So you have a nice shiny Edubuntu server install and everything is well. You have an internet connection, but your want to restrict your users access to certain content on the internet, and you want to be able to do it without installing a second machine as a proxy/filtering server.
Well here is how I did it.
These instructions are based on gutsy and have limited testing, in my case they have worked. If you find a better way of implementing this please feel free to expand/change it.
- Firstly install squid and dansguardian:
sudo aptitude install squid dansguardian
- Here I have use aptitude to install the packages, but you can use synaptic, apt-get or whatever method you like. There must be a better way of wording this?
Here we are going to configure and start all the services one by one. I will start off by configuring squid, this will get us a fully functional proxy server. Next, dansguardian this will sit on top of squid and allow for content filtering. Then we will configure iptables to redirect all requests by the users to dansguardian.
This has the plus point that, for instance, if you have a staff group and a pupils group that all staff can be redirected to the proxy and all pupils can be redirected to dansguardian.
- To configure squid fireup you favorite editor:
sudo gedit /etc/squid/squid.conf
- Here I've used gedit but you can substitute this for whatever editor you prefer. 1) Find the line beginning "http_port" and change it to read "http_port XXXX transparent" where XXXX is the port number you would like squid to listen on.
This is needed as later on we will be playing around with iptables so the users will automagically use filtering. Without it squid will display any request as text rather than actually fetching it.
- 2) Next find the section "visible_hostname" and add "visible_hostname edubuntu" to the bottom of that section on a line of its own. (substitute edubuntu for the hostname of the server you are configuring). 3) Save the file and close.
- Now start squid:
sudo /etc/init.d/squid start
- Check squid is running:
ps aux | grep squid
- Your looking for two entries like this:
root 5469 0.0 0.0 4780 652 ? Ss Oct10 0:00 /usr/sbin/squid -D -sYC proxy 5471 0.0 0.2 7644 5348 ? S Oct10 0:00 (squid) -D -sYC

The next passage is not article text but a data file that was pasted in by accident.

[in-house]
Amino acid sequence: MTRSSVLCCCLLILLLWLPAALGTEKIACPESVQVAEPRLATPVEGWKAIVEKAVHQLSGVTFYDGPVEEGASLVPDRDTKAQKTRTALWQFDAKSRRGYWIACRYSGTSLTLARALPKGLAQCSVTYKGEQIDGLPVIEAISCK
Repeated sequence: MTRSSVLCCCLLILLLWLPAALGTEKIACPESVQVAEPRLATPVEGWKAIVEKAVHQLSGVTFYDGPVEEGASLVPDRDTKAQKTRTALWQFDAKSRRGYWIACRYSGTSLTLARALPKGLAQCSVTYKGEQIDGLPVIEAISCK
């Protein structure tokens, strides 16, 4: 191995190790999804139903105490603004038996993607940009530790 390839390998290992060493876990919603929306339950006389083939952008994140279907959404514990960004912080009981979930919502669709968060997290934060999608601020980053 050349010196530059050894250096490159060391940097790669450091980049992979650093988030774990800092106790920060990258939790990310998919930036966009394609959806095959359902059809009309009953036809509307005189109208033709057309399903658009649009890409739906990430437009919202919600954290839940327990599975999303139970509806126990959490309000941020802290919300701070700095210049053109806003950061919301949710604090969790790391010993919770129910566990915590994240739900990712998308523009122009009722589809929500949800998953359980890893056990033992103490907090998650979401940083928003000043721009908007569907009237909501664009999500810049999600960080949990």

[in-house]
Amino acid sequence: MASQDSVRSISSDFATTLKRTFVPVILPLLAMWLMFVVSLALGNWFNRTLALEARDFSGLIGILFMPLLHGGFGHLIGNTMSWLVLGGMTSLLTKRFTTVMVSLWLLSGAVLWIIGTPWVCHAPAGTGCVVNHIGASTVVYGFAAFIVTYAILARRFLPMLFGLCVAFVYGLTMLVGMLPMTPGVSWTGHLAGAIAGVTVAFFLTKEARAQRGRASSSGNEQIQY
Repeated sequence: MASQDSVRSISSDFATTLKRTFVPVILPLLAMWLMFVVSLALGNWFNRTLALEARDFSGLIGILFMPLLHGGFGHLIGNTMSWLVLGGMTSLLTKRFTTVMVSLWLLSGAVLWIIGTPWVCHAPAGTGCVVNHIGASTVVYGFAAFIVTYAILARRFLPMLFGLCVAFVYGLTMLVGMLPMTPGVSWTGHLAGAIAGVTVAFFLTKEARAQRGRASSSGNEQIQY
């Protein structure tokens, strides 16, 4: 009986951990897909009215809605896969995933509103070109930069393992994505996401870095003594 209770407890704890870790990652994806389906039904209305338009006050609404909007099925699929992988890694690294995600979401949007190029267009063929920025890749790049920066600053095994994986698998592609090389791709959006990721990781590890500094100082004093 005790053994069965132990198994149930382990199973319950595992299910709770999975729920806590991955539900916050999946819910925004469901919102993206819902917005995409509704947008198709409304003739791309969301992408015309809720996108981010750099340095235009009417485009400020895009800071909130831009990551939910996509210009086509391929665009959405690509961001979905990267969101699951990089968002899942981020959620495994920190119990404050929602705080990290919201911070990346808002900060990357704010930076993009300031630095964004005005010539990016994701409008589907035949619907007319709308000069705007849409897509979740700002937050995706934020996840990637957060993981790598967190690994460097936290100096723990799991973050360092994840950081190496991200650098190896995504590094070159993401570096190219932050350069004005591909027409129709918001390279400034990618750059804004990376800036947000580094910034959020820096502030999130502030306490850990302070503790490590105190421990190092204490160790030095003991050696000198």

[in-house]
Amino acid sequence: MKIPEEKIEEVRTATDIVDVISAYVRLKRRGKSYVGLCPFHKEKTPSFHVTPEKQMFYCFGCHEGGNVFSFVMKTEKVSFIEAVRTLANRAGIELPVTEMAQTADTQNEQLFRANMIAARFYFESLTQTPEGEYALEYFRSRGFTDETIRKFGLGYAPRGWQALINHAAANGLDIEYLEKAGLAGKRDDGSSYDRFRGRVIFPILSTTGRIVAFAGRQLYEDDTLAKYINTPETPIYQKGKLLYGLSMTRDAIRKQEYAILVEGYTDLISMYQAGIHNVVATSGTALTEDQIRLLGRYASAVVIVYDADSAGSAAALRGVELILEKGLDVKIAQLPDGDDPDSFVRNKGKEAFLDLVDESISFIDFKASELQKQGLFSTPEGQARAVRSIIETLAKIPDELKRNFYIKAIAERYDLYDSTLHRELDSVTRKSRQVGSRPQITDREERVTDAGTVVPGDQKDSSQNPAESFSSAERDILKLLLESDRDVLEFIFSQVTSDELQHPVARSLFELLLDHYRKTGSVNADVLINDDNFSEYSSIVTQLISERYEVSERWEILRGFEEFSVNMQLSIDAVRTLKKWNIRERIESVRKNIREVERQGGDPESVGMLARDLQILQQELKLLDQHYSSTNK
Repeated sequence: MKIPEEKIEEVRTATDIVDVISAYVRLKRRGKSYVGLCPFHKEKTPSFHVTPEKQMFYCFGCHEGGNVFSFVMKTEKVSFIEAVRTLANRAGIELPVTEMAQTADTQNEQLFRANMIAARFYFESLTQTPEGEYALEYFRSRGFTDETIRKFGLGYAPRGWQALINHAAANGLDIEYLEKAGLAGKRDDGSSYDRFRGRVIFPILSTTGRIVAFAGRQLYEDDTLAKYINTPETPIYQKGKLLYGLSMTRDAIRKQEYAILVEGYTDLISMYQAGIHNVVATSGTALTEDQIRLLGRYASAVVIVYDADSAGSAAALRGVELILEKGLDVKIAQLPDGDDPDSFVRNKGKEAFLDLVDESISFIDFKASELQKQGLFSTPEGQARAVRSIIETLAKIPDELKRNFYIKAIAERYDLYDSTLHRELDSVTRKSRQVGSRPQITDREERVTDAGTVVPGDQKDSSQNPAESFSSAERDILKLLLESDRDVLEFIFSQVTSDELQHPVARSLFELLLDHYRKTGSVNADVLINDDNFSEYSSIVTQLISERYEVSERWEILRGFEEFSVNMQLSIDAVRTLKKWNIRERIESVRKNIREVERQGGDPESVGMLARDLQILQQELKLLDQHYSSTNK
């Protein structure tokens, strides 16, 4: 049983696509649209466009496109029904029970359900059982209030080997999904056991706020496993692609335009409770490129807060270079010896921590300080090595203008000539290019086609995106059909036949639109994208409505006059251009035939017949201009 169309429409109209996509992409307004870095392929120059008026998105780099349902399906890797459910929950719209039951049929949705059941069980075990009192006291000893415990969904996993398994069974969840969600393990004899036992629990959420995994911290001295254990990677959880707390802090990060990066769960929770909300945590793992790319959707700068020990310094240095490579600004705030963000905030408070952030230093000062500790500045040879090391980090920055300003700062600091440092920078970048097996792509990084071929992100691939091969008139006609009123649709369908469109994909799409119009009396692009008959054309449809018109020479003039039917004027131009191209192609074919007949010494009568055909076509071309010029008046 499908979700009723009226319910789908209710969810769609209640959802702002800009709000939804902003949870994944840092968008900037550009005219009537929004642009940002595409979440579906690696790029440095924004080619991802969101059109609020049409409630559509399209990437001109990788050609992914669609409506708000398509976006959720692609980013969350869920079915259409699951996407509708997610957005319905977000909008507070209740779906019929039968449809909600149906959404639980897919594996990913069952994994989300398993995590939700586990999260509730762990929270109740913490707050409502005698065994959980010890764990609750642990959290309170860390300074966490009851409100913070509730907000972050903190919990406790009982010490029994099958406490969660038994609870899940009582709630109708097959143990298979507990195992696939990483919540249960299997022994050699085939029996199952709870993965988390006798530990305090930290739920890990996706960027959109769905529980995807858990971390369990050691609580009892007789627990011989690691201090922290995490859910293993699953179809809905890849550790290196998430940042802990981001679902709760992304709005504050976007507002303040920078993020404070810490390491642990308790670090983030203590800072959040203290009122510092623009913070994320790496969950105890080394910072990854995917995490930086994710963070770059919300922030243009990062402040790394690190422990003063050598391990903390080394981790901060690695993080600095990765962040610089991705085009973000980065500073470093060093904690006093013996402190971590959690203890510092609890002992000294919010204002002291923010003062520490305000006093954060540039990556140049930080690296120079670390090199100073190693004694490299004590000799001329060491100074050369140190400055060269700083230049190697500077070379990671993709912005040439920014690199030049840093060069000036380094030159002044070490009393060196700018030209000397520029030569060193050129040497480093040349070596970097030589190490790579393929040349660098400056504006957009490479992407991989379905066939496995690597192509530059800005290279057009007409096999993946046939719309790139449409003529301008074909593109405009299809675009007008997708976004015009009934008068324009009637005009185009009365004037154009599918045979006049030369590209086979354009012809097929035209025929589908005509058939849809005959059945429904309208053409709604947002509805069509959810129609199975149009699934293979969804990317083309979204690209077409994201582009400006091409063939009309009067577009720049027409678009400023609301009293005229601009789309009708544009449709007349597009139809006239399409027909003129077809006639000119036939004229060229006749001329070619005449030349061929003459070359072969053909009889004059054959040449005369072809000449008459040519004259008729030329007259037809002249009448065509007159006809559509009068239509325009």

- Now lets configure and start dansguardian
sudo gedit /etc/dansguardian/dansguardian.conf
- Near the top of the file remove the line beginning with "UNCONFIGURED ". Save and exit the file.
- Now start Dansguardian:
sudo /etc/init.d/dansguardian start
- Again check its running correctly:
ps aux | grep dansguardian
- You should see lots of /usr/sbin/dansguardian entries.
- Here is the fun part. This is the clever bit of behind the scenes trickery that makes the users go through dansguardian no matter what they are using to access the internet. Adapt this to suit. Here I have set iptables to accept packets destined for localhost and local network, then redirect any tcp packet not destined for the local network and created by members of the users group to dansguardian. The first rule is needed to allow users to login from a thin client, without it the user will be able to authenticate but the desktop session will stop loading for some reason.
sudo iptables -t nat -A OUTPUT -p tcp -d 127.0.0.1 --match owner --gid-owner users -j ACCEPT sudo iptables -t nat -A OUTPUT -p tcp -d ! 192.168.0.0/255.255.255.0 --match owner --gid-owner users -j REDIRECT --to-ports 8080
*Note: this will redirect ALL port to dansguardian, you may want to DENY all ports (except 80 and 443) instead.
- If I logon as an administrative user I have unfiltered, unproxied access. But anyone in the users group is automagically sent through the filter/proxy combination whether they like it or not. You could also adapt the above to redirect members of the staff group through to the proxy directly skipping out the filtering if you so wish.